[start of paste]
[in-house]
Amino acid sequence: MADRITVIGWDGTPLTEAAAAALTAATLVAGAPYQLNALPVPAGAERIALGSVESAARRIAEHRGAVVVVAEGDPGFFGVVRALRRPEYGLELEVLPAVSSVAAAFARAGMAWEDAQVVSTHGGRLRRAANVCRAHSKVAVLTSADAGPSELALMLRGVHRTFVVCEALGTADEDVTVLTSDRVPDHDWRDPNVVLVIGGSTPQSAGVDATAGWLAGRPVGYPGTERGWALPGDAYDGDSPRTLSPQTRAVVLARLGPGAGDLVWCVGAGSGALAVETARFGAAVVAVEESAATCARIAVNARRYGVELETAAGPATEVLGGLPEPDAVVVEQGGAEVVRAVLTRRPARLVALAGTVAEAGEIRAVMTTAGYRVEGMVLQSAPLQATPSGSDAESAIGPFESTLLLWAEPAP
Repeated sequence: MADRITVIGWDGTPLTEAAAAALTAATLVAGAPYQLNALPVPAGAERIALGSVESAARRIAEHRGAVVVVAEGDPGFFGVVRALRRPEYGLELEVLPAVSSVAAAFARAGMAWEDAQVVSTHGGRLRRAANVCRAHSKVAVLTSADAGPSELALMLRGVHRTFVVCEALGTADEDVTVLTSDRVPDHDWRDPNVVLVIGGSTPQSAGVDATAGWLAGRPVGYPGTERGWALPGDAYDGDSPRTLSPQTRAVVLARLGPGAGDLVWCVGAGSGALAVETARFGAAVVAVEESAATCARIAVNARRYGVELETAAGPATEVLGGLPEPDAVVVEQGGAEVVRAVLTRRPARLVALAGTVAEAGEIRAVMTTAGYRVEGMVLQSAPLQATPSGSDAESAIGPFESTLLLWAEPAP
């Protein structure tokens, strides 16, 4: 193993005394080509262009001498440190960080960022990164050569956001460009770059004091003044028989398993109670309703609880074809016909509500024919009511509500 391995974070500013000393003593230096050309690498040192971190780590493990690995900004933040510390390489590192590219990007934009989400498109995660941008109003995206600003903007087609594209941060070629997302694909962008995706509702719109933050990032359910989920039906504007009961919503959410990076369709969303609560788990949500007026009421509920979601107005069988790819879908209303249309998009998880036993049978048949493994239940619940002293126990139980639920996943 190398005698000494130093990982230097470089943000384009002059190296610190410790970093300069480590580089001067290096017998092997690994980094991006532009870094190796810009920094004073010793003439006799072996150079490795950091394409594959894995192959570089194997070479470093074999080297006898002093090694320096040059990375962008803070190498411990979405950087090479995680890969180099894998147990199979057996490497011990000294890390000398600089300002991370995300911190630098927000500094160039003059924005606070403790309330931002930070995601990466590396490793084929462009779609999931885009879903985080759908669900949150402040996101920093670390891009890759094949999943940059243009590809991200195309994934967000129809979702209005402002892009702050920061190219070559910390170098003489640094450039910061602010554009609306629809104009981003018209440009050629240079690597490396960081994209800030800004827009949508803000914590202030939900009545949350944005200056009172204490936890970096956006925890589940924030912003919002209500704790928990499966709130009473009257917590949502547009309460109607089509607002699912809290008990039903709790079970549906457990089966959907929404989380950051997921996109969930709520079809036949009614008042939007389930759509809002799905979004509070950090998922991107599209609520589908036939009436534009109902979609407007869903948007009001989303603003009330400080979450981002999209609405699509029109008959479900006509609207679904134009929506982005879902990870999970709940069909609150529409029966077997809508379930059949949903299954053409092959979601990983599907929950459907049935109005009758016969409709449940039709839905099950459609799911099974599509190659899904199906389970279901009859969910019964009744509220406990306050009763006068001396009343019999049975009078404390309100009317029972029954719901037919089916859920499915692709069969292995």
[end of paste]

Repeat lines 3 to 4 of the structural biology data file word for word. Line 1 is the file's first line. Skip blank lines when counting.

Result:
Repeated sequence: MADRITVIGWDGTPLTEAAAAALTAATLVAGAPYQLNALPVPAGAERIALGSVESAARRIAEHRGAVVVVAEGDPGFFGVVRALRRPEYGLELEVLPAVSSVAAAFARAGMAWEDAQVVSTHGGRLRRAANVCRAHSKVAVLTSADAGPSELALMLRGVHRTFVVCEALGTADEDVTVLTSDRVPDHDWRDPNVVLVIGGSTPQSAGVDATAGWLAGRPVGYPGTERGWALPGDAYDGDSPRTLSPQTRAVVLARLGPGAGDLVWCVGAGSGALAVETARFGAAVVAVEESAATCARIAVNARRYGVELETAAGPATEVLGGLPEPDAVVVEQGGAEVVRAVLTRRPARLVALAGTVAEAGEIRAVMTTAGYRVEGMVLQSAPLQATPSGSDAESAIGPFESTLLLWAEPAP
């Protein structure tokens, strides 16, 4: 193993005394080509262009001498440190960080960022990164050569956001460009770059004091003044028989398993109670309703609880074809016909509500024919009511509500 391995974070500013000393003593230096050309690498040192971190780590493990690995900004933040510390390489590192590219990007934009989400498109995660941008109003995206600003903007087609594209941060070629997302694909962008995706509702719109933050990032359910989920039906504007009961919503959410990076369709969303609560788990949500007026009421509920979601107005069988790819879908209303249309998009998880036993049978048949493994239940619940002293126990139980639920996943 190398005698000494130093990982230097470089943000384009002059190296610190410790970093300069480590580089001067290096017998092997690994980094991006532009870094190796810009920094004073010793003439006799072996150079490795950091394409594959894995192959570089194997070479470093074999080297006898002093090694320096040059990375962008803070190498411990979405950087090479995680890969180099894998147990199979057996490497011990000294890390000398600089300002991370995300911190630098927000500094160039003059924005606070403790309330931002930070995601990466590396490793084929462009779609999931885009879903985080759908669900949150402040996101920093670390891009890759094949999943940059243009590809991200195309994934967000129809979702209005402002892009702050920061190219070559910390170098003489640094450039910061602010554009609306629809104009981003018209440009050629240079690597490396960081994209800030800004827009949508803000914590202030939900009545949350944005200056009172204490936890970096956006925890589940924030912003919002209500704790928990499966709130009473009257917590949502547009309460109607089509607002699912809290008990039903709790079970549906457990089966959907929404989380950051997921996109969930709520079809036949009614008042939007389930759509809002799905979004509070950090998922991107599209609520589908036939009436534009109902979609407007869903948007009001989303603003009330400080979450981002999209609405699509029109008959479900006509609207679904134009929506982005879902990870999970709940069909609150529409029966077997809508379930059949949903299954053409092959979601990983599907929950459907049935109005009758016969409709449940039709839905099950459609799911099974599509190659899904199906389970279901009859969910019964009744509220406990306050009763006068001396009343019999049975009078404390309100009317029972029954719901037919089916859920499915692709069969292995």